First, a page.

Weekly Voting Rights News Update
By Erin Ferns
This an entry in a series of blogs to keep people informed on current election reform and voting rights issues in the news.
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The focus of youth voter engagement through legislation and old fashioned registration drives has recently expanded beyond college campuses to high schools and other youth oriented institutions, perhaps in response to the growing political interest that young people ages 18-24 are beginning to show. Additionally, organizations and institutions are waking up to the need to include young people outside the traditional college constituencies. This week's news, ranging from local broadcast outlets to high school student newspapers, showed some examples of innovative ways to mobilize youth.
West Virginia Secretary of State Betty Ireland honored Meadow Bridge High School Wednesday for six consecutive years of 100 percent senior voter registration, according to CBS network affiliate WVNS-TV. A Wednesday posting of Maryland's Montgomery Blair High School's online newspaper, Silver Chips Online boasted an “initiative to combat political apathy among students” by the school's Junior State of America chapter that recently visited senior English classes to register students to vote in the 2008 presidential elections. Further, the Montgomery County Public Schools teamed with the Board of Elections to host voter registration drives at county high schools before Student Member of the Board elections in Montgomery County, Maryland. Attributing current event knowledge to political awareness, the Clayton News Daily reports a 10-15% increase in voter registration for Georgia high school seniors. A 2001 Georgia law “designated April as a month to push voter registration for high school seniors” and this year several different plans emerged to encourage students on a lifetime path of electoral participation. Activities implemented by these plans ranged from demonstrations on voting machines to debates on current events and even to mock campaigns.
These are encouraging developments, but the registration rate of young people continues to lag behind that of older groups. Current statistics show that that less than 50% of eligible voters under 25 are registered to vote. And if you aren’t registered, then you surely aren’t going to vote.
However, this might be a particularly opportune time to reach young people with a program to encourage electoral participation. A recent Pew Research Center study showed 18-29 year olds are more invested in politics now than just 8 years ago, with 85% showing interest in keeping up with national affairs according to 2006 data, compared to 71% in 1999. Interest in local politics leapt from 49% in 1999 to 77% currently. More on youth voting can be found at www.youngvoterstrategies.org.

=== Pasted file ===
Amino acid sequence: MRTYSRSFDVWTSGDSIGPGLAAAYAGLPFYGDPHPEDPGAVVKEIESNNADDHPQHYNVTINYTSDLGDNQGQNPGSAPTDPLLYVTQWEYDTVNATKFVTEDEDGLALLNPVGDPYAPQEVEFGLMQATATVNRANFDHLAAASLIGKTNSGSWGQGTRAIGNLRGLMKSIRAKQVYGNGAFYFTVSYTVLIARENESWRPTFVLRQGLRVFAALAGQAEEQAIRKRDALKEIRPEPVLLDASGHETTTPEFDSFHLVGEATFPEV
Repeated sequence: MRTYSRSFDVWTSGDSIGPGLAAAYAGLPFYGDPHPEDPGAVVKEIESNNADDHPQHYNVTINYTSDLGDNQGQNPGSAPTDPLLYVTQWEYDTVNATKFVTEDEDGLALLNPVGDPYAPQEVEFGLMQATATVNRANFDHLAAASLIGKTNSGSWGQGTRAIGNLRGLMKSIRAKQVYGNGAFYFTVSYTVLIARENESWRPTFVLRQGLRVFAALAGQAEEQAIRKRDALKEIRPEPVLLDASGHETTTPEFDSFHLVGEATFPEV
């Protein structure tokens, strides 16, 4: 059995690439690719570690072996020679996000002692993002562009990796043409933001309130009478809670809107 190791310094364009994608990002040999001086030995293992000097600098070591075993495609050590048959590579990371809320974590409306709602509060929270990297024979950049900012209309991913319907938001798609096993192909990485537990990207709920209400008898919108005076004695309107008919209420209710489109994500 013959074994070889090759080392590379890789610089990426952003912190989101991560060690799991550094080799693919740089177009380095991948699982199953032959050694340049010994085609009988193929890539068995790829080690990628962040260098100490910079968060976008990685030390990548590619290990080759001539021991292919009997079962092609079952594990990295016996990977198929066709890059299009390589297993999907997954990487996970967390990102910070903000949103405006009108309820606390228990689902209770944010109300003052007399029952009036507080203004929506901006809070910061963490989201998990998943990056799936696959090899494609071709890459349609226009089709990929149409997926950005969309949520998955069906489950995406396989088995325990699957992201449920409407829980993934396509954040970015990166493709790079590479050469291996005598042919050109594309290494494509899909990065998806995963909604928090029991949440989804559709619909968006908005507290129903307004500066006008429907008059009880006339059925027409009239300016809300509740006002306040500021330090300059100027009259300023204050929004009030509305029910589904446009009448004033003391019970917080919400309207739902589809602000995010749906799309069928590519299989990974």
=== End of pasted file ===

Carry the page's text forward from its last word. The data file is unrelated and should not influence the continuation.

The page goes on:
Reaching voters early in their voting career means a lifetime of civic engagement. Analysis of field research by University of Notre Dame Professor David Nickerson indicates that once a person votes in one election they are 29 percentage points more likely to vote in the next major election. In other words, voting is a habit to be cultivated and a habit that reinforces itself over time. A young voter program, then, helps create habitual voters at the earliest possible juncture.
Some of Project Vote's field partners have asked us to help them design and implement a youth-focused civic involvement and voter participation program centered on college students, high school students and youth in GED programs. These partners plan to concentrate their efforts on urban areas with high concentrations low- and moderate-income people and people of color.
Project Vote is particularly impressed with the innovation of targeting young people in GED programs. According to the National Center for Education Statistics at US Department of Education, as of 2003 only 38% of all 18-24 year olds were enrolled in a degree-granting institution. Programs targeted exclusively to colleges risk missing over 60% of the eligible young voters. Targeting GED programs for voter participation programs is one step in reaching this missing 60%.
In Other News:
In a one-two punch of “one step forward, two steps back” news, the Baltimore Sun reported that Maryland Gov. Martin O'Malley signed a felon re-enfranchisement bill Tuesday, allowing felons who completed their sentences to vote, beginning July 1, while the Denver Post reported that the Colorado House voted unanimously the same day to strike a provision from a Senate bill allowing parolees to vote.